Ever since Facebook went public, there has been growing criticism and scrutiny of the biggest social media brand in the world.
Its stock has plummeted — dropping to nearly half its original value — everyone is selling shares, and no one has much good to say about the company’s strategies for mobile or anything else at all, really.
Everyone is waiting, it seems, for this powerhouse to start making money the old fashioned way. With the idea of charging consumers for its online or mobile service a huge long shot, chances are that revenue is going to inevitably come from advertising.
But until now, running ads on Facebook has been an inexpensive yet effective undertaking. With all the personal data collected by Facebook, ads can be easily targeted to a myriad of demographics.
That could change. To start generating real and more revenue, Facebook may have to start charging more for advertising.
That can mean spiked rates for click-throughs or even a charge for page impressions, which could significantly impact marketing budgets.
This could lead to a rough transition with some marketers exiting Facebook for cheaper ground. For others who have found they are getting good results on Facebook, higher costs may lead to fewer but increasingly focused campaigns.
And it may begin an upward trend in online ad rates across platforms — again, a downside for marketers, but a good thing for social media companies, online publishers, bloggers and the like.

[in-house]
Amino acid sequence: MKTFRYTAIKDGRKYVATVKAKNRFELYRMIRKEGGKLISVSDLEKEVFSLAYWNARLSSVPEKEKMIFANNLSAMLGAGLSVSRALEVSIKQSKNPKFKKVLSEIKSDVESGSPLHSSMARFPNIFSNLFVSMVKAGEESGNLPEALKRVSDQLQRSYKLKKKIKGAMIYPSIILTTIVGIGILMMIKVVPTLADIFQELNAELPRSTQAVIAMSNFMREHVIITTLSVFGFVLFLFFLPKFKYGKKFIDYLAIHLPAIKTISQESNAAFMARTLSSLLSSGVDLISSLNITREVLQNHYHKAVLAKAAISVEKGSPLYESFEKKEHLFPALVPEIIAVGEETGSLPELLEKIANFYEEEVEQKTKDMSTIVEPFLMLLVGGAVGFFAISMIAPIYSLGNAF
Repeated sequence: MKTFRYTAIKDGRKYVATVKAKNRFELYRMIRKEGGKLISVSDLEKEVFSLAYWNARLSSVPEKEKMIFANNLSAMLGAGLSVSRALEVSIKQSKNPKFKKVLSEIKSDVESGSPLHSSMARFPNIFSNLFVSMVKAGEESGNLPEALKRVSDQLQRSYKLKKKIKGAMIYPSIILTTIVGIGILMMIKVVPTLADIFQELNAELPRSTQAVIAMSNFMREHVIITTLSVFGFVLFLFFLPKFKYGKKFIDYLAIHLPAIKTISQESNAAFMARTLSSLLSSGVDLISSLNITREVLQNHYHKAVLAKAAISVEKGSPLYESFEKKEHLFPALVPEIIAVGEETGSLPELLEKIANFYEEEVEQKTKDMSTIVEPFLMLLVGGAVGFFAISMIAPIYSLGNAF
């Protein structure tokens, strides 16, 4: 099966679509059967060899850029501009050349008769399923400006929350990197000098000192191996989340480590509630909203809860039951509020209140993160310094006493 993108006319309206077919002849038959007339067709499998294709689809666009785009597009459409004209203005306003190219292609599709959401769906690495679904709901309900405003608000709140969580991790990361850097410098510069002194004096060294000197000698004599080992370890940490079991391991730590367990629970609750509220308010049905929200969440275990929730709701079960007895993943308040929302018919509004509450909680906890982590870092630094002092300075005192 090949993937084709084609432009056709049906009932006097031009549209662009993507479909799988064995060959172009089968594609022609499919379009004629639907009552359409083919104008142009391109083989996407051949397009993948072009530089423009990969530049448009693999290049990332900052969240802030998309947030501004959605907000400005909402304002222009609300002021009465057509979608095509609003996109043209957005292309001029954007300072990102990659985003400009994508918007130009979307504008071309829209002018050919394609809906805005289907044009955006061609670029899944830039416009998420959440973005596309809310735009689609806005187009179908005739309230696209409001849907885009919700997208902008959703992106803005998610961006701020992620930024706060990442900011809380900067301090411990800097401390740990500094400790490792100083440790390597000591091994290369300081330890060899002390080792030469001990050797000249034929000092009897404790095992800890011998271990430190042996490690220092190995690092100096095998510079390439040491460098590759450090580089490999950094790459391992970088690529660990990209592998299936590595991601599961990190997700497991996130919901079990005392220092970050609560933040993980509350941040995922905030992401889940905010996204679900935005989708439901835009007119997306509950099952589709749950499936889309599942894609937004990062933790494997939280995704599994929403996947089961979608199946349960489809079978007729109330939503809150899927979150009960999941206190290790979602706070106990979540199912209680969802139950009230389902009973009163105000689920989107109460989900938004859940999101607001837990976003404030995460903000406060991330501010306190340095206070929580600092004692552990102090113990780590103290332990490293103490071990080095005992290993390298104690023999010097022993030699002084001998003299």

Meanwhile, Facebook could introduce advertising spots that synch up more seamlessly with users’ news feeds. This, however, is how ads sometimes appear on the site’s mobile version, which has garnered many complaints.
If Facebook starts doing this, it will have to do it well — but it could offer an opportunity for premium ad space for big campaigns.
Another option for Facebook is following Twitter’s footsteps and begin a data-mining program to sell to third parties. For marketers, this could be a boon: finding out what certain groups are talking about and potentially buying.
Perhaps this is one of the big ideas the company is currently hinting at, but keeping under wraps.
So far, social media has been an inexpensive ride for users and for marketers. That could well change as the publicly owned Facebook moves forward. Are you ready?